Beginning table tennis at the age of nine, Angelita Rosal hit the ground running, and attended her first U.S. Olympic Training Center at age 11. She won the national Under-Thirteen championship in 1968 and took the Under-Fifteen crown the following year. Rosal continued with her unstoppable career with successes in four out of ten USA Table Tennis National Championships that she attended. It's no wonder she was inducted into the Indian Athletic Hall of Fame and the United States of America Table Tennis Hall of Fame, being the first woman to be inducted into both.
- 1997: Basketball player Ryneldi Becenti becomes the first Native American to play in the WNBA.
Beginning her basketball career early, becoming an incredibly valuable player on both her high school and college team. Ryneldi Becenti began her professional career with a big move, playing internationally in Sweden, Greece, and Turkey until getting signed in 1997 with the Phoenix Mercury in the WNBA as a free agent for its inaugural season. She quickly became a fan favorite and an inspiration no matter whose team she played on. During her career she played for the Chicago Condors and in the American Basketball League, receiving a place in the American Indian Athletic Hall of Fame in 1996, making her the first woman to be inducted.
- 1999: Golfer Notah Begay III (Navajo) becomes the first Native American to compete in the PGA Tour.
This Albuquerque native showed skill from the beginning, making his way to Stanford University and playing on the golf team next to then teammate Tiger Woods. After succeeding as a member of Stanford's 1994 NCAA Division I Men's Golf Championship team, Begay became professional in 1995. Begay shot a 59 in the 1998 Nike Tour, making him one of the very few golfers to do so. He hit the PGA Tour in 1999, racking up a pair of wins in each of his first two seasons. Over a period of nine months, Begay recorded four PGA Tour wins, with two more wins coming in successive weeks. He is still recorded as the first Native American to compete in or win a PGA Tour.
Image courtesy of SportsIllustrated Vault
- 2002: Ice dancer Naomi Lang (Karuk Tribe of California) becomes the first Native American woman to compete in the Winter Olympic Games.
Beginning her artistic career at the age of three with dancing, Lang performed with the Grand Rapids Ballet Company and studied ballet at the Interlochen Arts Academy until the age of 15. She moved on to figure skating and, within months, became champion material. In 1995, she won the U.S. Novice title and, in 1996, won the U.S. Junior silver medal. Lang and her partner, Peter Tchernyshev, won their first U.S. national title in 1999. The following season, they took home the gold at the 2000 Four Continents Championships and placed 8th at the 2000 World Championships. They later went on to win five national titles, and, in 2002, placed 11th in the Winter Olympics, making Lang the first Native American woman to compete in the Winter Olympic Games.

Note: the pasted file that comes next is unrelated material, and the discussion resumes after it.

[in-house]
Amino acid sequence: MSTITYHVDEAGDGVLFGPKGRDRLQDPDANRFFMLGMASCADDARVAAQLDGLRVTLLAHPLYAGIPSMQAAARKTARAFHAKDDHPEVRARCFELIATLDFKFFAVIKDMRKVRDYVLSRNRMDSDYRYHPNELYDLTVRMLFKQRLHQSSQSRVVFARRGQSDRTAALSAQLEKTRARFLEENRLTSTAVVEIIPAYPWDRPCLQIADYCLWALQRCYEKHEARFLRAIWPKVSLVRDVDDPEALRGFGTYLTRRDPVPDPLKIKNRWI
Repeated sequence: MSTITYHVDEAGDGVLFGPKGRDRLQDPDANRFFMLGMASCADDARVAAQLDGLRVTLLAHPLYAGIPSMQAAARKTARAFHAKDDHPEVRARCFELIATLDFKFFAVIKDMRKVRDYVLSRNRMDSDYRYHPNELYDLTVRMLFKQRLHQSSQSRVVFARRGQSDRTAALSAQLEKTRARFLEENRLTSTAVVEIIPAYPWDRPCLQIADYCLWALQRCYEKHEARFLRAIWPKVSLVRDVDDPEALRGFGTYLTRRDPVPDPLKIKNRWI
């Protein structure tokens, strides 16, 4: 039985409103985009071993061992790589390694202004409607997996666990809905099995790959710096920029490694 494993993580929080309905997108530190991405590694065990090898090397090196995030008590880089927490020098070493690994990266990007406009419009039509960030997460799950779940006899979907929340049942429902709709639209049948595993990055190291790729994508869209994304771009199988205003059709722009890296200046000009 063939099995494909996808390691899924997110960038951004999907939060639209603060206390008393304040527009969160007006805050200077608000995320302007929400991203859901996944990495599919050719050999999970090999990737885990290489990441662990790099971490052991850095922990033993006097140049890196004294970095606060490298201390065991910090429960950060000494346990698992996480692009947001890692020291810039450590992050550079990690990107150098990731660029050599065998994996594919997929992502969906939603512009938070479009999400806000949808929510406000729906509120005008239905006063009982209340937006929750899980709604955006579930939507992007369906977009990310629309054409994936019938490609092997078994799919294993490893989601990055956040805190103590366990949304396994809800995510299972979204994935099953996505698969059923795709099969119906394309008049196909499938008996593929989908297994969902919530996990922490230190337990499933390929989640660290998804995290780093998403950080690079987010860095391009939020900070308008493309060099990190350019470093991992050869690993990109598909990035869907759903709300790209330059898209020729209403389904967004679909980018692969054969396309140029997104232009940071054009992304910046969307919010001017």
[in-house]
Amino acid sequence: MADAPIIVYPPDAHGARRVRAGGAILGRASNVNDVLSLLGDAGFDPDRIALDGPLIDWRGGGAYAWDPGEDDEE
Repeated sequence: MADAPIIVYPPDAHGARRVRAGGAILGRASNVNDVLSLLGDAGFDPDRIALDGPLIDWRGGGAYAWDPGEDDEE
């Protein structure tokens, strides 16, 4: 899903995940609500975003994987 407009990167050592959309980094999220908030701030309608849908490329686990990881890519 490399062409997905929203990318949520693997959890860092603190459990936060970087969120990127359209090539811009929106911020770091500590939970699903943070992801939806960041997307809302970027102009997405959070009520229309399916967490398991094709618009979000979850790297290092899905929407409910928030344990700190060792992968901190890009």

- 2020: Soccer player Madison Hammond (Navajo and San Felipe Pueblo) becomes the first Native American to play on the National Women’s Soccer League. She continued her love for soccer at Wake Forest University, where she was a four-year starter.
Madison Hammond hit the field at nine years old when she joined a girls' soccer club near her mother's base in Virginia. Hammond started her professional career with the OL Reign in 2020 as a non-roster invitee during the 2020 NWSL Challenge Cup before making her NWSL debut as a pro during the 2020 Fall Series. In 2022, Hammond was traded to the newly created Angel City FC, where she continues to play.
- 2021: Cyclist Neilson Powless (Oneida) becomes the first Native American to ride in the Tour de France.
The son of Olympic Marathon Runner Jen Allred, Powless was born with racing in his blood. Beginning her career in 2015, Powless has won over 10 races worldwide between 2016 and 2022, making him one of the most impressive cyclists still competing. His most exciting feat, however, came in 2021 when Powless competed in his first Tour de France, making him the first Native American to ride in the Tour de France.
- 2022: Hockey player Abby Roque (Wahnapitae First Nation) becomes the first Indigenous person to play for the U.S. women’s Olympic hockey team.
Off the Olympic rink, you can catch Roque playing forward on the Minnesota section of the PWHPA. Roque began playing hockey at the age of six, playing on the boys' team due to the fact that there was no option for young girls in hockey. In high school, she became the only freshman to play for the Sault Area High School Blue Devils varsity team. At the University of Wisconsin, Roque racked up many awards for her skill and joined the PWHPA immediately after graduating. Roque represented the U.S. at the 2014 and 2015 IIHF World Women's U18 Championship, winning the gold in 2015. Her success with the PWHPA ultimately led Roque to the Olympics, where she would represent the U.S. at the 2022 Beijing Winter Games, making her the first Native American to play for the U.S. women's Olympic hockey team.